Seattle mortgage rates have increased 35% since last year

An aerial view of Laurelhurst, an upper class residential neighborhood in Seattle. Lake Washington sits on the left and Union Bay on the right. 

Education Images/Universal Images Group via Getty

Mortgage prices for the typical U.S. home have soared to an all-time high, surpassing a previous record set in the summer of 2006, according to a new report from Zillow.

Seattle homeowners are not immune. The report said that monthly mortgage payments in the city have risen 35% since January of last year. That increase has resulted in homeowners paying an average of $675 more per month, bringing the average monthly mortgage payment in Seattle to a whopping $2,615.

Zillow analysts say these skyrocketing costs could impact prospective buyers in several ways.  

“This is likely to push buyers to seek out lower-priced homes, whether that means [buying] smaller homes or condos, [moving] to more affordable neighborhoods, or even pulling up stakes and moving to a more affordable region,” Zillow spokesperson Alex Lacter said in an email. “For others, it might mean delaying a home purchase altogether, whether to save for a bigger down payment or hoping rates will fall.”  

The top chart shows how much Seattle homeowners have spent each month on their mortgage payments over the years. The bottom chart shows how much mortgage rates have increased in the city over time. 

The top chart shows how much Seattle homeowners have spent each month on their mortgage payments over the years. The bottom chart shows how much mortgage rates have increased in the city over time.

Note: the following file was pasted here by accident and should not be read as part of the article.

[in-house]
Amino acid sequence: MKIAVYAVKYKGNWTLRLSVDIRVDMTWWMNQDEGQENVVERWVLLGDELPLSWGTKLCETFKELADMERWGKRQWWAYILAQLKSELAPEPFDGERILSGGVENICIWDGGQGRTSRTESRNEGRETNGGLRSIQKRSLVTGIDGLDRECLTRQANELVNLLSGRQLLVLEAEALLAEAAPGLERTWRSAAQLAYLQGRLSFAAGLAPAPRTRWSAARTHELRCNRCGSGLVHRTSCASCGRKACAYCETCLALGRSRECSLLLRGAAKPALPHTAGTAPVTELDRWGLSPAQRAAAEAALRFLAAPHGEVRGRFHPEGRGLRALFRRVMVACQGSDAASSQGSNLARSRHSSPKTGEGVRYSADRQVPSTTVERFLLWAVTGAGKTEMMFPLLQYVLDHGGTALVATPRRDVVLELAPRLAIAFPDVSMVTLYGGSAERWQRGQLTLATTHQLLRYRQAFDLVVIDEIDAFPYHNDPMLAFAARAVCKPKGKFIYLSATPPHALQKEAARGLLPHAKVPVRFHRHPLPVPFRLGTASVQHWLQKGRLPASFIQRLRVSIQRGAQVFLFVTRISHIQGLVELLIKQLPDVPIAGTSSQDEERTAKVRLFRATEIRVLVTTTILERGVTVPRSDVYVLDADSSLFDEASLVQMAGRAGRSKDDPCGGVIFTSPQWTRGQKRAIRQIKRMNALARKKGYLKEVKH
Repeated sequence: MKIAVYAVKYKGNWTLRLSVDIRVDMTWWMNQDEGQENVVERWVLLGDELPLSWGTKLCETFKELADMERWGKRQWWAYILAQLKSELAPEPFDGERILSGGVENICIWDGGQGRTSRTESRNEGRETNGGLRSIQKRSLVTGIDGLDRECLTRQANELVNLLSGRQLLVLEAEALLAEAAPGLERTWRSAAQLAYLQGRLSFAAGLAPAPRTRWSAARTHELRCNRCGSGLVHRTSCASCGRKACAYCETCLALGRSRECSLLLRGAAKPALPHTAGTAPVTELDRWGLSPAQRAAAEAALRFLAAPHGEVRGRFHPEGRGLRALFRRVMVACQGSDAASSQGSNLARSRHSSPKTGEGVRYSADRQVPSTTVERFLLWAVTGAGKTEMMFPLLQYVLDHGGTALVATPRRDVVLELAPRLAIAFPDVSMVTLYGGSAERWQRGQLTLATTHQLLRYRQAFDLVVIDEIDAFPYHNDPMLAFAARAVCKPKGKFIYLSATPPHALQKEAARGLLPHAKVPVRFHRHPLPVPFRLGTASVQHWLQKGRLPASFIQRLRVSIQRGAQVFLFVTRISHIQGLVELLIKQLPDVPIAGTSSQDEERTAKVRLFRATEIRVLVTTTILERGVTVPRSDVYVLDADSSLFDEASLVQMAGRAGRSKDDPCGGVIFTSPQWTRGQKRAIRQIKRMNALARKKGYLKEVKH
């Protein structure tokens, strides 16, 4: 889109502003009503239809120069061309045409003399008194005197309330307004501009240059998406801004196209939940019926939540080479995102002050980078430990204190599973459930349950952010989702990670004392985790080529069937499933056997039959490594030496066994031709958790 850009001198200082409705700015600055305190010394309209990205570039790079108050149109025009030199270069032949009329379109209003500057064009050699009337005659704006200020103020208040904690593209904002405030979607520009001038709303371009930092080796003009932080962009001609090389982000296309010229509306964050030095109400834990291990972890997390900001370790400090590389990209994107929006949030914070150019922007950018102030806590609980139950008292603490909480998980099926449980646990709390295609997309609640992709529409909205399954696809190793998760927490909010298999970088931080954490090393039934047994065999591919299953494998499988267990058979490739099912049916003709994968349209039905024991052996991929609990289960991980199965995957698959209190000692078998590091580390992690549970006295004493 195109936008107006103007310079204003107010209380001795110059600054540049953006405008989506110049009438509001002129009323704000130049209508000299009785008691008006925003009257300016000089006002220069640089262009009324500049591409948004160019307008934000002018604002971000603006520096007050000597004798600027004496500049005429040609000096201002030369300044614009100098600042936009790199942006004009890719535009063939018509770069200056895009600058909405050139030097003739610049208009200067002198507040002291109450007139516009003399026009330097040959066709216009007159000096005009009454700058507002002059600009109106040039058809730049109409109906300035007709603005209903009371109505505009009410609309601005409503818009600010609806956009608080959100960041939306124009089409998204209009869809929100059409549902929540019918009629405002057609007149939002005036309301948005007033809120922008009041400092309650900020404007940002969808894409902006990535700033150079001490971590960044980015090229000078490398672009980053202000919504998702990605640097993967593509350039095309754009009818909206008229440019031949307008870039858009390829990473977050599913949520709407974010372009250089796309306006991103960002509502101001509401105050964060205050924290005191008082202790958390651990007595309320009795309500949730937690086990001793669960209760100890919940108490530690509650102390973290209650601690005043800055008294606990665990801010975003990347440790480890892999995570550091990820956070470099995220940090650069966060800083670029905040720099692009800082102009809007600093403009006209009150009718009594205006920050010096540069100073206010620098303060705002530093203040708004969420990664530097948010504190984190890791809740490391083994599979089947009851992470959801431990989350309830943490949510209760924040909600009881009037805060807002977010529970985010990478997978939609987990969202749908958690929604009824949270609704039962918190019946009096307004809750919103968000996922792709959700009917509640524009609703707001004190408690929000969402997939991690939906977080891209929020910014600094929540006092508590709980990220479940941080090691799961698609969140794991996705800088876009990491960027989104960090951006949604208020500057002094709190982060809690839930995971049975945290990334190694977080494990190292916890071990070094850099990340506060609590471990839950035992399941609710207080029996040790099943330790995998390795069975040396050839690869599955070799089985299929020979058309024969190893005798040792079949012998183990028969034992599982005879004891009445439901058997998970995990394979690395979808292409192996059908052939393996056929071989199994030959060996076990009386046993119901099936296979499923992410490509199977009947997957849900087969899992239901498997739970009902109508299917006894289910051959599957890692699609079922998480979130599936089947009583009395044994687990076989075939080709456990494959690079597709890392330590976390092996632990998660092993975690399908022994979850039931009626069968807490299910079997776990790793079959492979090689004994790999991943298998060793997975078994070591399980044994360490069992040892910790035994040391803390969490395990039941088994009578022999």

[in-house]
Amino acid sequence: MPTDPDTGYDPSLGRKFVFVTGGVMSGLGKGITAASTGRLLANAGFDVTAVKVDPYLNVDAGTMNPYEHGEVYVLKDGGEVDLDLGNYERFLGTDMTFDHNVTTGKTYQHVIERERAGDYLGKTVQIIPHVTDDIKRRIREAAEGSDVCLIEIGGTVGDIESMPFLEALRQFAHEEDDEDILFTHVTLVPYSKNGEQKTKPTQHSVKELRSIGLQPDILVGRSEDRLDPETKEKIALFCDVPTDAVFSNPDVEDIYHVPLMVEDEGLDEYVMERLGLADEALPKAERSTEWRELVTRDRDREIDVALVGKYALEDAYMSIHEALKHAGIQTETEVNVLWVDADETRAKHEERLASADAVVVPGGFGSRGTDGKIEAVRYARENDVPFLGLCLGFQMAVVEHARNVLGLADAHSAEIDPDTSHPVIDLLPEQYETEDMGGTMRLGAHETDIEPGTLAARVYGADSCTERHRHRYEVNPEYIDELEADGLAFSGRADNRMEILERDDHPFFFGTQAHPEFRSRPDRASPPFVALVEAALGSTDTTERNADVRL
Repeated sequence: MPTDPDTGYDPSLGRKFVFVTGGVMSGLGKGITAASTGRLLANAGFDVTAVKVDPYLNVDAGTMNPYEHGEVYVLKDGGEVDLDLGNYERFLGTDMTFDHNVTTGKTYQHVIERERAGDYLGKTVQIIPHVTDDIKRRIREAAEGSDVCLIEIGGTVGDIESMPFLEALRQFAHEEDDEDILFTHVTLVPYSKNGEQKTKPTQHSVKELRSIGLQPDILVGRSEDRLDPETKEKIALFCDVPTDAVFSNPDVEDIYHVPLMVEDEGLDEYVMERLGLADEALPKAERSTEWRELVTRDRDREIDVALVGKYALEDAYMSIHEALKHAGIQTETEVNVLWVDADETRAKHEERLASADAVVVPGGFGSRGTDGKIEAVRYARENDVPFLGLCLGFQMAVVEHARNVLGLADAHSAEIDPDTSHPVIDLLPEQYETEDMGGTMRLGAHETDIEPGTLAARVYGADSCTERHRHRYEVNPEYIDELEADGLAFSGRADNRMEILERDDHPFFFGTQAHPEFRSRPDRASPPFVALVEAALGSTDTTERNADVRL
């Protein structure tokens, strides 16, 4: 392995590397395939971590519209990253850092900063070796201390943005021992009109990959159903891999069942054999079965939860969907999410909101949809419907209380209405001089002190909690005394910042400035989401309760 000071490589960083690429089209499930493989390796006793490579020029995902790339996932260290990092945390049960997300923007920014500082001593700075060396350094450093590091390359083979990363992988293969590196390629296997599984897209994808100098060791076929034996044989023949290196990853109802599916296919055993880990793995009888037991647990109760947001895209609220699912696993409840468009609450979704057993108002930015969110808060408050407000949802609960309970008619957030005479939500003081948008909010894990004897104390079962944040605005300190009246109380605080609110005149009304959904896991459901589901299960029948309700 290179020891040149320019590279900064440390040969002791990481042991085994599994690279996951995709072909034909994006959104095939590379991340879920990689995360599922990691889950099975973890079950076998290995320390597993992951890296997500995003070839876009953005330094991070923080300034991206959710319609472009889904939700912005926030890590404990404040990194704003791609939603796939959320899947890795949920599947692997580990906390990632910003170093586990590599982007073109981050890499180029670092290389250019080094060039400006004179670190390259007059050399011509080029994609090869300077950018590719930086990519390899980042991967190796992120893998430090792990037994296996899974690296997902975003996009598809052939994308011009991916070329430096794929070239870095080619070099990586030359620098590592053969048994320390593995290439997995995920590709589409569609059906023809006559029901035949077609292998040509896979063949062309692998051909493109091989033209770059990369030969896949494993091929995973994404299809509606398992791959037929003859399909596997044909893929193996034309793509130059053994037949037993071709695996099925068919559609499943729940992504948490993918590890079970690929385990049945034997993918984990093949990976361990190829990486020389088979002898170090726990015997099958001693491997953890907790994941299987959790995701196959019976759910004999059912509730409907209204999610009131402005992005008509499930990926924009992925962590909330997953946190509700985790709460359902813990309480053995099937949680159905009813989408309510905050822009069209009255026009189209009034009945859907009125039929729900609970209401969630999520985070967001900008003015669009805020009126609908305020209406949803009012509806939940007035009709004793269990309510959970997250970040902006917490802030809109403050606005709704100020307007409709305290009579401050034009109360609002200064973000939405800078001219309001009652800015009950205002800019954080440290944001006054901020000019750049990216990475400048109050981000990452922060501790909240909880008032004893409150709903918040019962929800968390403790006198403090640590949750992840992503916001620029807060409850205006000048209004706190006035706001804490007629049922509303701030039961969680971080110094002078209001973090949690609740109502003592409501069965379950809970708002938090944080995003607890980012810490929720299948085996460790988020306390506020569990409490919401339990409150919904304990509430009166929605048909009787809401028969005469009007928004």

Zillow

Lacter also said such costs could worsen the ongoing shortage of available homes.

“This also may deepen the inventory drought if existing homeowners who bought or refinanced at rates below 3% decide to hunker down for now, rather than pay more in interest to trade up in today’s conditions,” he said.

The coronavirus pandemic drove mortgage rates to an all-time low, and there are several reasons they’re again on the rise. Those include a rebounding economy; high inflation; a sharp rise in the 10-year Treasury yield, which is closely tied 30-year mortgage rates; and reports from the Federal Reserve that say several interest rate hikes are imminent.

The Zillow report said an average U.S. buyer could have expected to pay $855 per month if they purchased a home in January 2021 with a 20% down payment and 30-year, fixed mortgage rate. But if they made that same purchase last month, analysts say, they would be paying $1,162 per month. The report said that 31% increase in the buyer’s monthly payment, wrought by rising home costs and higher mortgage rates, is the highest increase on record.

This all means Seattle residents could be in for a one-two punch if they’re looking to buy a home. Housing costs alone have risen 23% in the city since last year, Lacter said. Buying a home for $733,600 — the average home price in Seattle — and paying it off during a time of record-high monthly mortgage rates is likely not feasible for many, especially first-time buyers.  

Steep mortgage rates are the latest twist in Seattle’s increasingly expensive housing market. A recent report from Zumper found that rent costs for one- and two-bedroom apartments experienced regular month-over-month increases in 2021, resulting in high year-over-year increases. Between January 2021 and last month, average rent prices for one-bedroom apartments in the city jumped 26.5%, while the average rent price for a two-bedroom apartment increased by 26%.

These trends indicate that Seattle’s housing market, which turned red-hot last year, shows no signs of cooling so far in 2022.  

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